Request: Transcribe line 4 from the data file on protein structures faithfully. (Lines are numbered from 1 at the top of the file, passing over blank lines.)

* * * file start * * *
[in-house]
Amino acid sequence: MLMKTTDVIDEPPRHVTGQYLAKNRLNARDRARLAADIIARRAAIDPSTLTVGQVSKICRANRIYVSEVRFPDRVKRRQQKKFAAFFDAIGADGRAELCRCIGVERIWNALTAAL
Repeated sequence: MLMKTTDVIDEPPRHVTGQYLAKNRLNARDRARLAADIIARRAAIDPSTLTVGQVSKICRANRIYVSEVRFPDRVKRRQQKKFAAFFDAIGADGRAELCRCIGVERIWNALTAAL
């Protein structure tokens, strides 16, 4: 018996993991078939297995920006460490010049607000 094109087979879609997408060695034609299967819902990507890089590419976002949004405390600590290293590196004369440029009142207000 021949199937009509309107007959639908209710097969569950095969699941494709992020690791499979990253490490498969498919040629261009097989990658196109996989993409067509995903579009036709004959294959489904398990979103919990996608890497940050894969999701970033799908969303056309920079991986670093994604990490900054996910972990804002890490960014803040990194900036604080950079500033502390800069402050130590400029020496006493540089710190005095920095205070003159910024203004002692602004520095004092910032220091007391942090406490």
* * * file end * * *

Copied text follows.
């Protein structure tokens, strides 16, 4: 018996993991078939297995920006460490010049607000 094109087979879609997408060695034609299967819902990507890089590419976002949004405390600590290293590196004369440029009142207000 021949199937009509309107007959639908209710097969569950095969699941494709992020690791499979990253490490498969498919040629261009097989990658196109996989993409067509995903579009036709004959294959489904398990979103919990996608890497940050894969999701970033799908969303056309920079991986670093994604990490900054996910972990804002890490960014803040990194900036604080950079500033502390800069402050130590400029020496006493540089710190005095920095205070003159910024203004002692602004520095004092910032220091007391942090406490």